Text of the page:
Atlantic correspondent Robert Kaplan is touting "India's emergence as a great Eurasian power" as "the best piece of news for American strategists since the end of the cold war" in a very lengthy New York Times op-ed. He emphasizes that President Obama's trip to Asia took him all the way around—but not to—China, with the real purpose of the visit to prepare geopolitically for the PRC's rise. Kaplan sees naval power as essential to present and future international politics, making the land wars in Iraq and Afghanistan increasingly "diversionary." He applauds the administration's efforts to get New Delhi and Jakharta on board, and calls for more "discreet operating locations" to help Tokyo and Seoul rather than the gigantic "cold-war-type" bases on their soil that make their publics "restive." And in the Washington Post, columnist Charles Krauthammer praises the president's Asia tour as "worth every penny," for much the same geostrategic reasons that Kaplan highlights.
Also in the Post, pundit Robert Kagan thinks Republicans "are missing the bigger strategic picture" when it comes to the New START arms control pact with Russia. "Whatever its flaws," he writes, it's "not a threat to U.S. security" and worries of "a nuclear-free utopia" or disarming America are overblown. (For the opposite take, see Ariel Cohen's piece here at TNI online.) On the other hand, Kagan says, blocking New START's passage will have adverse consequences. Rejecting the treaty will strengthen Russian Prime Minister Vladimir Putin's hand while at the same time letting Obama "off the hook" and setting up the GOP "as the fall guy if and when U.S.-Russian relations go south." Kagan thinks that's too big a "price to pay to derail such a minor treaty."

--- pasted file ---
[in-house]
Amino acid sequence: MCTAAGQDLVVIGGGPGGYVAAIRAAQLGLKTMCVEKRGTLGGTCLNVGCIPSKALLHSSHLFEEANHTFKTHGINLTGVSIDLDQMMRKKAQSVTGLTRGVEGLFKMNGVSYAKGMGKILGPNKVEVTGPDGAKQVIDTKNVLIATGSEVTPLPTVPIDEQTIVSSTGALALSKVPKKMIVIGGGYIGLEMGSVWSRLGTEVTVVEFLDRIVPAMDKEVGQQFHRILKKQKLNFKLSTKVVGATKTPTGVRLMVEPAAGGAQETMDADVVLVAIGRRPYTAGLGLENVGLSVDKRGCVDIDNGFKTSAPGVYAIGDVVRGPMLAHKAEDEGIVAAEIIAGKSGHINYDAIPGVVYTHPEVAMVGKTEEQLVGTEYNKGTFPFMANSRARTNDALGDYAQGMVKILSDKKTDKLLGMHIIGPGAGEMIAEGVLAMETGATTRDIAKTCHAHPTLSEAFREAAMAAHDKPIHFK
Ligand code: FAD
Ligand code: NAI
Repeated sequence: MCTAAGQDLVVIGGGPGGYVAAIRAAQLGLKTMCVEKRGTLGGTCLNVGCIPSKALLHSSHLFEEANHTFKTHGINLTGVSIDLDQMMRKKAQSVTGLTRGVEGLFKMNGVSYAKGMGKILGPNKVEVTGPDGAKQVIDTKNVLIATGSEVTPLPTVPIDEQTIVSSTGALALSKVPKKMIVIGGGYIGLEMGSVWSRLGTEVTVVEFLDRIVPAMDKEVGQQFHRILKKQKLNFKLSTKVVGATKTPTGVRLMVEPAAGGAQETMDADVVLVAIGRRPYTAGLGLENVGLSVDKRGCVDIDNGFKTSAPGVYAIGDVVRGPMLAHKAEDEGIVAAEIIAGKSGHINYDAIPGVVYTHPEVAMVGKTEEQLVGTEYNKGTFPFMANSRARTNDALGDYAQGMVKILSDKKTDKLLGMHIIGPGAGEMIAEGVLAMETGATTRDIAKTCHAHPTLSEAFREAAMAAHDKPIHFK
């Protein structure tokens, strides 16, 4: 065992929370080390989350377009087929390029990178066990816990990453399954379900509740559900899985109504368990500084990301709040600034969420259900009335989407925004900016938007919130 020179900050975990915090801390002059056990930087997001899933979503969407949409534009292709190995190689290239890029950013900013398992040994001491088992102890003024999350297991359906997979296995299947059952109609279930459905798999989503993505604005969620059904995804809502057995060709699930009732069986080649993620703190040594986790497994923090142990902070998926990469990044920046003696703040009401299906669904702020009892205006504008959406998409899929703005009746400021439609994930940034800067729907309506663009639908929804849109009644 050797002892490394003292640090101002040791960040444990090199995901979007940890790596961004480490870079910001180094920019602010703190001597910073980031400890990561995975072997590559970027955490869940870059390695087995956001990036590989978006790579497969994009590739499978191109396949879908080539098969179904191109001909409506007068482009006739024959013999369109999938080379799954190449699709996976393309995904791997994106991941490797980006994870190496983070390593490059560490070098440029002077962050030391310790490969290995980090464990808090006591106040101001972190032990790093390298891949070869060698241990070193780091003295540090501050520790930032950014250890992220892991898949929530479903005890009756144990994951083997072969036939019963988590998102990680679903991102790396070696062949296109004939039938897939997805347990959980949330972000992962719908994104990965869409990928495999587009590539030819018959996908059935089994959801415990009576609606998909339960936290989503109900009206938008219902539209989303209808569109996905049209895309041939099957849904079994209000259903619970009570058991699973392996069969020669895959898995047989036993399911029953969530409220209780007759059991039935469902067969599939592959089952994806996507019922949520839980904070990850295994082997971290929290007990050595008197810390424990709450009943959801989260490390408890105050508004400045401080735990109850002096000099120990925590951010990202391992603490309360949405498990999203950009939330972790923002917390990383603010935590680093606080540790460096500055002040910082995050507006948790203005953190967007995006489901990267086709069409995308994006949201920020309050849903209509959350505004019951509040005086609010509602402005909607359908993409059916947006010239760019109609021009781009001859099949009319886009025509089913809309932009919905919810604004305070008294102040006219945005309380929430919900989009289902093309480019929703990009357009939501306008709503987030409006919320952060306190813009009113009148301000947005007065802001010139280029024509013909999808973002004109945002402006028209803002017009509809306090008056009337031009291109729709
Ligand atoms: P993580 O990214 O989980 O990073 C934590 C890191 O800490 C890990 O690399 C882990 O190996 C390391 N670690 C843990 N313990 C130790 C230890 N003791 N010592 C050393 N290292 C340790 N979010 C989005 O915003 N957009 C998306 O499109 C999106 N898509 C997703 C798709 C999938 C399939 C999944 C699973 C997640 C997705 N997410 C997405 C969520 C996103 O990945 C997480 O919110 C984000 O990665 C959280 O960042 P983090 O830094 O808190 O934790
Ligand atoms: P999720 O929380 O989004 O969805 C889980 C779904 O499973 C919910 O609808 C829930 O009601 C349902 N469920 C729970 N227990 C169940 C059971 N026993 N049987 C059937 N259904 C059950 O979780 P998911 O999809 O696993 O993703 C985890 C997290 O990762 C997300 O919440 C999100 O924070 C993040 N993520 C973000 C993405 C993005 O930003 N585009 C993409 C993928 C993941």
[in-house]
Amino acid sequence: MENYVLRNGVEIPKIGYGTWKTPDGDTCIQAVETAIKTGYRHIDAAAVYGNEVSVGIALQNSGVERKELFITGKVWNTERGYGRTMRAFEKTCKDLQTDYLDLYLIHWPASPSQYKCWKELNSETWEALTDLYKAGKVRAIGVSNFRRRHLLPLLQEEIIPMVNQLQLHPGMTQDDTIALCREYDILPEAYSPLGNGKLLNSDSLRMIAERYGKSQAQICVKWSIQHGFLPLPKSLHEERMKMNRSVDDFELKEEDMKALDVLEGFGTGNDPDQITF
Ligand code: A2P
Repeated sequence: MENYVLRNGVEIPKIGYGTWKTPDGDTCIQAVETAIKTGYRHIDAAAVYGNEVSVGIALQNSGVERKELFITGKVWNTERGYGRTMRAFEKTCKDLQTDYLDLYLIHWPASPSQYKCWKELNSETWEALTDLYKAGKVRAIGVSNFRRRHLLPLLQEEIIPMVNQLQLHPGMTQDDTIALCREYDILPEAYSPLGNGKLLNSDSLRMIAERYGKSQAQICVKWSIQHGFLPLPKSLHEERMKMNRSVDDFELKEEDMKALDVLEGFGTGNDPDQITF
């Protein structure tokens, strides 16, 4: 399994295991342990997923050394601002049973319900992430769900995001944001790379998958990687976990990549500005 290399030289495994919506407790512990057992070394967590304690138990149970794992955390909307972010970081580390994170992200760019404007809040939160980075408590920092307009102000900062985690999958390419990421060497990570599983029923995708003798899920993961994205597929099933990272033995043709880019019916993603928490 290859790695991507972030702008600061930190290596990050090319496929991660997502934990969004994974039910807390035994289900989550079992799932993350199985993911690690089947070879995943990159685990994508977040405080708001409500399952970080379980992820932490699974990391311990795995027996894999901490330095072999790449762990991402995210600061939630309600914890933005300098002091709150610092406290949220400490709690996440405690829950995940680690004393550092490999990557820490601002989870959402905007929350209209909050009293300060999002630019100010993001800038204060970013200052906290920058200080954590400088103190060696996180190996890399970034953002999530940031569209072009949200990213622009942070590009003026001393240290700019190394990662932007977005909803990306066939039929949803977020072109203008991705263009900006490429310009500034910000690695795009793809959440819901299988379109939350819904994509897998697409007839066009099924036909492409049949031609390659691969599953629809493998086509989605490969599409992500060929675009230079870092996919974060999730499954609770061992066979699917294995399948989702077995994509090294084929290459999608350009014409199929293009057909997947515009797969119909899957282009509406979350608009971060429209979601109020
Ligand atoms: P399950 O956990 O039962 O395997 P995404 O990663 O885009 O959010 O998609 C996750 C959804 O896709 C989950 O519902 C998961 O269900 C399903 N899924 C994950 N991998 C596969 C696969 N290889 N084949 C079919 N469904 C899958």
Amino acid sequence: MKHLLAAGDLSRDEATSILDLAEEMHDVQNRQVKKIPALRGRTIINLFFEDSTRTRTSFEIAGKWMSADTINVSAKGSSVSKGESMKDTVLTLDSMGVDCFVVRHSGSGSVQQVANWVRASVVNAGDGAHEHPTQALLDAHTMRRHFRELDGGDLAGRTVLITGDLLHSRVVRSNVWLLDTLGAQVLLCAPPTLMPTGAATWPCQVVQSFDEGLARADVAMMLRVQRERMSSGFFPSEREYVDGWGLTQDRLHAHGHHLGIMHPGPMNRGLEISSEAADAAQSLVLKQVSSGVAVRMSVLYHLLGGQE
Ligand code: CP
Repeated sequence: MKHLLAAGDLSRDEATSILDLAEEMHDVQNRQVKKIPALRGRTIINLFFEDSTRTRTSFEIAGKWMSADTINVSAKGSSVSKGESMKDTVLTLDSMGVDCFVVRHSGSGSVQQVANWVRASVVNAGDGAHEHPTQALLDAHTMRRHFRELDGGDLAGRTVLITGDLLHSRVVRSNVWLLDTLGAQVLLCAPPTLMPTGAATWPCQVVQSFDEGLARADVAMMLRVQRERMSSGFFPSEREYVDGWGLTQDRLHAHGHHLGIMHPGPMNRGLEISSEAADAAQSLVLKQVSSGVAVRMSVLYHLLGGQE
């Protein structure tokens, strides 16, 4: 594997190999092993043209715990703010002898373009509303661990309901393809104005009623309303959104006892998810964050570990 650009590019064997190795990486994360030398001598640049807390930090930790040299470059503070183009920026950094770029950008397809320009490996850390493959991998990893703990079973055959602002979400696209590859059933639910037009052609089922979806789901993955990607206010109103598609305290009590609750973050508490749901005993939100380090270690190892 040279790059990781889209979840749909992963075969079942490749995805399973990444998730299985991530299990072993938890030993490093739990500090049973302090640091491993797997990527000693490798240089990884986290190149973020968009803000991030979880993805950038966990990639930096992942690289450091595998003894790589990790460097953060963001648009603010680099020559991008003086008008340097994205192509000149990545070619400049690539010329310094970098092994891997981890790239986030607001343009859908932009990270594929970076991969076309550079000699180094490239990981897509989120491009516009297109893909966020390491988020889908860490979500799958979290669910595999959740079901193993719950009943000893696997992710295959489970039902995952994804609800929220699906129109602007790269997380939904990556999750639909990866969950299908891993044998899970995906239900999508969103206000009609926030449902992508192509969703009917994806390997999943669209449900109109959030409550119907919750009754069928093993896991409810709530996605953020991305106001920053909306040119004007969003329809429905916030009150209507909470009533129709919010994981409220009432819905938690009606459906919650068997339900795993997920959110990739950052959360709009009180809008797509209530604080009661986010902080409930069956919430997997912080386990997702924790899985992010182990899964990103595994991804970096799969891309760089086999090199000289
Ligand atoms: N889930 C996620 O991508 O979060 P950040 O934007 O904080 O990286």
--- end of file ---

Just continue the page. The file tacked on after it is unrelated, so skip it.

And Council on Foreign Relations fellow Ray Takeyh adds to the sentiments of Kenneth Pollack and Hossein Askari (in the latest issue of The National Interest and at TNI online, respectively) that Washington should focus on Tehran's human-rights record, instead of its thus-far-too-narrow economic-sanctions strategy. Harping on its human-rights problems will empower the opposition Green Movement, Takeyh claims, and "pave the way for Iran's transition to a more tolerant society" as well as helping to halt its "nuclear ambitions." He believes Supreme Leader Ayatollah Khamenei "has all but ensured that his republic will not survive him," and history proves "that human rights do contribute to dramatic political transformations"—at least in Eastern Europe, where he credits them with doing more than "arms races and arms control treaties" to help end the Cold War.